Arvanitakis on American politics: The National Conventions and three trends to watch

| August 29, 2020

In a recent tweet, high profile barrister and human rights advocate Julian Burnside, tweeted:

If Trump wins in the November election, it will be tragic. It will be due to: – him cheating, or – Russian interference, or – the USA public being breath-takingly stupid. In any event, the end of USA as the world’s leading Western nation.

While Burnside is someone I deeply respect and have sat with him on panels, this portrayal of Trump support is problematic and widely inaccurate.

As I have written over the last twelve months, to understand the Trump phenomenon we must look at the failings of both centre left and centre right parties, the economic and social consequences of neoliberalism and the many trade deals that have made many American citizens feel ignored and sacrificed for opportunities that benefit the few.

Trump promised something different. He was an outsider who vowed to ‘drain the swamp’, to speak plainly, to put America first and not be captured by previous agreements which he described as corrupt.

While critics have been relentless in attacking Trump, this has merely added to his narrative that he is being persecuted by ‘elites’ – and specifically liberal elites – who have sacrificed America for their vague cosmopolitan ideologies.

Over the past week, we have witnessed by the 2020 Democratic and Republican National Conventions, and they tell the story of two Americas. The Democrats presented the Trump Administration as corrupt, incompetent, racist and having failed in its response to the Covid19 crisis.

In contrast, the Republicans have presented an Administration that is energetic and delivered on its promises of rebuilding the economy, draining the swamp, ripping up bad deals and bringing back American values particularly through the appointment of conservative judges.

Looking at current polling, Trump is behind enough for his supporters to be concerned but not far enough for the Democrats to be comfortable.

It is difficult to know what will happen next, but here are three issues that will significantly shape the next few months.

The law and order debate

The death of George Floyd rightfully raised the issue of police brutality and violence towards America’s non-white communities. There was a surge of support for the Black Lives Matter movement (BLM) and a backlash towards some of the President’s rhetoric.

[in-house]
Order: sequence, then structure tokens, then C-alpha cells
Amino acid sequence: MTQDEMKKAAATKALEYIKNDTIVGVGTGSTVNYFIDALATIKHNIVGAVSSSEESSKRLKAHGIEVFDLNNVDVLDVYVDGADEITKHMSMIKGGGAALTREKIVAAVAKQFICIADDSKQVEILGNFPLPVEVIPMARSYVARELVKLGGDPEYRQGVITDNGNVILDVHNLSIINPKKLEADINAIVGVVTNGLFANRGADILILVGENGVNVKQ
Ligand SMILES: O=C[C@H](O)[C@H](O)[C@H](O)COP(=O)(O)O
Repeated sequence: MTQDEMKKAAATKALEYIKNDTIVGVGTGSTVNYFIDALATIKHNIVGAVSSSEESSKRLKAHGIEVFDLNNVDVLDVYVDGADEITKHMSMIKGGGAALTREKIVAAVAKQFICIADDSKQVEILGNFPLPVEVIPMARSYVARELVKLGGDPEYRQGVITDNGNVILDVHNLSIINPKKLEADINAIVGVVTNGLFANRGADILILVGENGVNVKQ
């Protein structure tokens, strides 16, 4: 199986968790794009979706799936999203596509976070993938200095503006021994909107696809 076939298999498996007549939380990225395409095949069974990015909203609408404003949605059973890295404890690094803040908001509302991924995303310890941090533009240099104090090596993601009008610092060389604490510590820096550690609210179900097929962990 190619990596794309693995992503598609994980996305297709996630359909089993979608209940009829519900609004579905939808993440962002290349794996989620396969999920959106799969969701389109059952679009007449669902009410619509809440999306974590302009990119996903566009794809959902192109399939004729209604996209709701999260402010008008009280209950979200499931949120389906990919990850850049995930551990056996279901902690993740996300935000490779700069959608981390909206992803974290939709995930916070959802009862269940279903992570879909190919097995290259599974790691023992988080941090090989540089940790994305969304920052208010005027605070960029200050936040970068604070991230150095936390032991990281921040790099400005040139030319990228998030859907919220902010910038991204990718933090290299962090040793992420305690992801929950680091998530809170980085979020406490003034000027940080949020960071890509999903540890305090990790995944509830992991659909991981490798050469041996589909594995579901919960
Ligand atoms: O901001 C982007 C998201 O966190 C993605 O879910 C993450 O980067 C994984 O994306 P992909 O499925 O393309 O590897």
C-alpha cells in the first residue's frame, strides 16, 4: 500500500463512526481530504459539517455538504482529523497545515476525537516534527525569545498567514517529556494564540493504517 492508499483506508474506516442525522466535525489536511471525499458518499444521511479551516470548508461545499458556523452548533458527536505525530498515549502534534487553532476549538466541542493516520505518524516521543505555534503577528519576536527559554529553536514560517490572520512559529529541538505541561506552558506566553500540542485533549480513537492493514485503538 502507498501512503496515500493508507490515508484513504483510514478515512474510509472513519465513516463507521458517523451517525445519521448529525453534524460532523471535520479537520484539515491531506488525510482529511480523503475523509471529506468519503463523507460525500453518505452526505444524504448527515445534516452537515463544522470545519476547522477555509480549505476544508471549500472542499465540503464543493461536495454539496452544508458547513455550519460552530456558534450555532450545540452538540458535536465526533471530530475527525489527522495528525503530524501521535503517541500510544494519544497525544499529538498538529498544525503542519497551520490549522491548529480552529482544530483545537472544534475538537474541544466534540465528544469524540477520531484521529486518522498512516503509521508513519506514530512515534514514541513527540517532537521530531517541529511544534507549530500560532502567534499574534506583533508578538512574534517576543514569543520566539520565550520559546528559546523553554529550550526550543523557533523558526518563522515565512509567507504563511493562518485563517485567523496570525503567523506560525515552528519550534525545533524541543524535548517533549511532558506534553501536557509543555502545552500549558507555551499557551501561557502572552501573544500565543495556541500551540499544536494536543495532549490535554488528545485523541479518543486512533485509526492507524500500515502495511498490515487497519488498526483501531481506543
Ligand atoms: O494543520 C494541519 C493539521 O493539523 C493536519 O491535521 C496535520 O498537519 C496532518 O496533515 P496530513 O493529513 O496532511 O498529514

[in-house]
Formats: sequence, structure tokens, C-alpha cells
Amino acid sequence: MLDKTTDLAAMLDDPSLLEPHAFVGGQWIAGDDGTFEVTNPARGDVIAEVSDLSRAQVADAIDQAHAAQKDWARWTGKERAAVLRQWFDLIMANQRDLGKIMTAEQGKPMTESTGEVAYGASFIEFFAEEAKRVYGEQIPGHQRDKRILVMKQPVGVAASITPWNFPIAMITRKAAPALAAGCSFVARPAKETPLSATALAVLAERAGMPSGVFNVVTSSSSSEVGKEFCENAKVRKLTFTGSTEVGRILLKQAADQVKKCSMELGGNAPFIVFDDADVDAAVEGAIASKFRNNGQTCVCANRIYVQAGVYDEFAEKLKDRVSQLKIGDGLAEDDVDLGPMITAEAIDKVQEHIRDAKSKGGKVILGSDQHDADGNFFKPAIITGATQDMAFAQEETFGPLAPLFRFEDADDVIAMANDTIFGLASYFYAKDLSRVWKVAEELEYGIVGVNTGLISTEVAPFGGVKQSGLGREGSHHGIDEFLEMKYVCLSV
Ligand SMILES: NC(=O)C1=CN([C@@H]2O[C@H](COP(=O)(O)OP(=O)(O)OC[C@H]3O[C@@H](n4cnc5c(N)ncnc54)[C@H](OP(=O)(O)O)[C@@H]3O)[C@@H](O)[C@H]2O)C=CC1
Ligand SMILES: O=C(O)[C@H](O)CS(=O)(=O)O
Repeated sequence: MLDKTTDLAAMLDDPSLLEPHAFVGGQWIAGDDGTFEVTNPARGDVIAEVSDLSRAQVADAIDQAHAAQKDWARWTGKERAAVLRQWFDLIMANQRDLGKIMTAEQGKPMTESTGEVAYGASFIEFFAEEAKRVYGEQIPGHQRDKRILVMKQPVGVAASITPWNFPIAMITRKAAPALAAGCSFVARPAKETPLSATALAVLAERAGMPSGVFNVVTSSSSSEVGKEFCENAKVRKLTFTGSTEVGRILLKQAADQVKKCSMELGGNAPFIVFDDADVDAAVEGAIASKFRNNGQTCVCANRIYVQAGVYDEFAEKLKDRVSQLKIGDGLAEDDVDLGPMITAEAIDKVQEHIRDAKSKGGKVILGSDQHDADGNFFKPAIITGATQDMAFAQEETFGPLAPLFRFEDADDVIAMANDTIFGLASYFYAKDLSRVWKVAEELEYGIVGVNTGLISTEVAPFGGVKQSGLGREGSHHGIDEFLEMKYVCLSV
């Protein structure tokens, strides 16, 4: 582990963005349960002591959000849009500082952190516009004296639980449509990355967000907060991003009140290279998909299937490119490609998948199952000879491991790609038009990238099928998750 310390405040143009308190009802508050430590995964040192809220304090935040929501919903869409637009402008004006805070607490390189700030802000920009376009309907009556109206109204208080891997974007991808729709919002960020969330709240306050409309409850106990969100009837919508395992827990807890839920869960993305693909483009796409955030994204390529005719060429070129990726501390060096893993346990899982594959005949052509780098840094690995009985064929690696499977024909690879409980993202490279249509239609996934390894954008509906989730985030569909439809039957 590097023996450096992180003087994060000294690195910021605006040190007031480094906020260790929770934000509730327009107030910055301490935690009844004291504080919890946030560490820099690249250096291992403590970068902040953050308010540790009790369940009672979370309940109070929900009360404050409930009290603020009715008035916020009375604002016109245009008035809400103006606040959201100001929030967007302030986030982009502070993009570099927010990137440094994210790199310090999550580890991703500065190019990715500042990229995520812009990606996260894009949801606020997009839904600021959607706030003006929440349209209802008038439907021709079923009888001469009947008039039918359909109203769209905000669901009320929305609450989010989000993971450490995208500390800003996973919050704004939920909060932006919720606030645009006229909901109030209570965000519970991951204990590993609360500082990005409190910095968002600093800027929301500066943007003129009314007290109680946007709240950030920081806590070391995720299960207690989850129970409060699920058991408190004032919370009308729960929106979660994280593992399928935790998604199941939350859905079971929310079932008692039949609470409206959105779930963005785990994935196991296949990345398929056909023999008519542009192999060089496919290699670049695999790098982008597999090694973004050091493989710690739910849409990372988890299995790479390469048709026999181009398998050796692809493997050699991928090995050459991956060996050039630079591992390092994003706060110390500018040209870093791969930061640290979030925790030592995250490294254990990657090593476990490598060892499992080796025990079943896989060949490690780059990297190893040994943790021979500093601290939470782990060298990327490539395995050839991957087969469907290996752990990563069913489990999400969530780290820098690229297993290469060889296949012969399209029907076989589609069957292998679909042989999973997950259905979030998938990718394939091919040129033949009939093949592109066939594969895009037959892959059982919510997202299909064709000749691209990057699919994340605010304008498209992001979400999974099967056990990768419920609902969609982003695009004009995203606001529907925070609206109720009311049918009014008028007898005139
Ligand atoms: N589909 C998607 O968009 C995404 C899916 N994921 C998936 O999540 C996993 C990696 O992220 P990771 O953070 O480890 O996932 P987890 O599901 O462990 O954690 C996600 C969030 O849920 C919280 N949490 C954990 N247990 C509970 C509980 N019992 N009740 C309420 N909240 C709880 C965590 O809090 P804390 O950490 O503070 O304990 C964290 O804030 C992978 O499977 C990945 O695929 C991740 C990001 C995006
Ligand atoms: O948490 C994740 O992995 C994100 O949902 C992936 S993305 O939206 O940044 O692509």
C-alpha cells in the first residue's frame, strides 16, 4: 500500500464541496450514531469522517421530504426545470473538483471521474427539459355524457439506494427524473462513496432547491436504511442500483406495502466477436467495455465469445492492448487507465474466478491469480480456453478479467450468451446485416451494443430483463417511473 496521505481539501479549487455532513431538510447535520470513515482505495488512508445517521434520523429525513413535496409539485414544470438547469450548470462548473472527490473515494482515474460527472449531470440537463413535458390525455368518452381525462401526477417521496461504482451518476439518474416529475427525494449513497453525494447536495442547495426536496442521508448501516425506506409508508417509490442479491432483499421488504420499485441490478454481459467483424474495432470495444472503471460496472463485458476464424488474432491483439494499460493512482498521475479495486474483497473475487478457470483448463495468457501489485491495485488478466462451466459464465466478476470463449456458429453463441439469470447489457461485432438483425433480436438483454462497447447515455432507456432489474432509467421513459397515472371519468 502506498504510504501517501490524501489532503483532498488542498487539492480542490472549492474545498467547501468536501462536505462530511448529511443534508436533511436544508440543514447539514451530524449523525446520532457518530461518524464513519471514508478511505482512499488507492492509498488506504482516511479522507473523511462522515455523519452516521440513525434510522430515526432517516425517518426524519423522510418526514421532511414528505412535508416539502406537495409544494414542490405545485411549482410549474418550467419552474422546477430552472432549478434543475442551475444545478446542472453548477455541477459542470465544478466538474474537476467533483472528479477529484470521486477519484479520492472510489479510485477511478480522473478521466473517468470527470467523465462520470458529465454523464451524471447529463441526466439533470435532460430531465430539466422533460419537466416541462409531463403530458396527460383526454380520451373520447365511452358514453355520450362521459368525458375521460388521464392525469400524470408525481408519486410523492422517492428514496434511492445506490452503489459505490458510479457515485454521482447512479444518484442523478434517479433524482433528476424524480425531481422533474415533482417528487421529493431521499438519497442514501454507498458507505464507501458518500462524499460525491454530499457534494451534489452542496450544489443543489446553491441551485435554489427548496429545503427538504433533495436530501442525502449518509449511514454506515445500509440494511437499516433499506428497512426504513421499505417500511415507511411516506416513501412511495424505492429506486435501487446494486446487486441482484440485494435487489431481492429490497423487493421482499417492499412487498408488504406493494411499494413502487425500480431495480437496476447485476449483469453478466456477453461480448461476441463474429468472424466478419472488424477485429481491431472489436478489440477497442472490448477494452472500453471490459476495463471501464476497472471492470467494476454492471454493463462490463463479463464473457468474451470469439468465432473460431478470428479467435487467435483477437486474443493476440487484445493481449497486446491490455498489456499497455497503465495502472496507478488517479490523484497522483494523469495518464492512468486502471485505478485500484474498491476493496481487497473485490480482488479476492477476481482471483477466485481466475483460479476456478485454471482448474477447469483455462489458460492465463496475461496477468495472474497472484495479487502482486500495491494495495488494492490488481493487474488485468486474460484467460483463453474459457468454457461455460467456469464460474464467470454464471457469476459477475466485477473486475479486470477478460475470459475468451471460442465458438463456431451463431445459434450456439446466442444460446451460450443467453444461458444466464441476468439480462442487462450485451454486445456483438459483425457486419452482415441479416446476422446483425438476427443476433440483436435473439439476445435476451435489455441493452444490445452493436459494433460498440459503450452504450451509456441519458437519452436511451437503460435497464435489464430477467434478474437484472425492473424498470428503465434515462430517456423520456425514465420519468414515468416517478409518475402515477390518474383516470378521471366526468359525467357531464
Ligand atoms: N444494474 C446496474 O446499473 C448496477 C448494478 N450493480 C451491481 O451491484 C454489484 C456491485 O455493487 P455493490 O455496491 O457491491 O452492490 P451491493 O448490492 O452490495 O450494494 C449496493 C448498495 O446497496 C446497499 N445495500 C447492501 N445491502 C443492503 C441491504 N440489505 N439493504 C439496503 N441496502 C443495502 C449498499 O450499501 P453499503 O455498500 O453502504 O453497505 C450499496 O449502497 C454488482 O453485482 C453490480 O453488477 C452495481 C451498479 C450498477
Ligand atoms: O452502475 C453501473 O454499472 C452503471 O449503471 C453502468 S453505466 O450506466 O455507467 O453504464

While the support has been sustained to a degree, there are signs of protest fatigue as some have led to violence. While there may be little or no evidence that the BLM protestors are behind this, violence is violence and the calls to ‘defund the police’ play into Trump’s narrative that ‘Democratic Governors’ have lost control.

This law and order debate is incredibly powerful and as the New York Times reminded us, it worked wonders for George Bush Senior when he used negative campaigning to target Michael Dukakis as a liberal who failed in protecting the vulnerable.

Drawing a dystopian future based on weak law and order was a strong theme at the Republican convention – and will continue to feature in Republican messaging leading up to the election.

The vulnerabilities of the Biden coalition

While the National Convention was a unique exercise in political discipline that brought together the entire spectrum of the Democratic Party – from Bernie Sanders and Alexandria Ocasio Cortez, to former Republican Ohio Governor John Kasich – no one is sure how long this can last.

There are tensions on significant policies: Medicare for all, gun control, trade deals, the Middle East and Israel just to name a few. While Trump has a strong hold over the Republicans, Biden’s control seems limited at best.

Yes, Biden delivered what has been described as one of the best speeches of his career and performed well, but he is also known to frequently misstep. We do not know what will happen if the Biden coalition begins to fray or how he will react if it does.

Mail voting

Many states in the US already have mail in ballots and many do not. While Trump has worked to cast doubt on the validity of mail in votes by claiming, without evidence, that they are subject to fraud, the real risk is that the US Postal Service is simply not equipped to deal with a surge in mail in voting.

Unlike previous elections where the winner is usually announced on the evening of the contest, the mail in process and likely close election will mean that no clear winner will be announced until weeks later. This will cast doubt on the legitimacy of the winner.

Concerns are already being raised about how to prepare the American public for this. The Trump Administration knows how to make chaos work to their benefit and will continue to raise concerns about mail in voting. The end result may be that people are dissuaded from actually bothering to vote at all!

The 2020 election will no doubt be one that political scientists will use as a case study for decades to come: let’s hope it is for all the right reasons.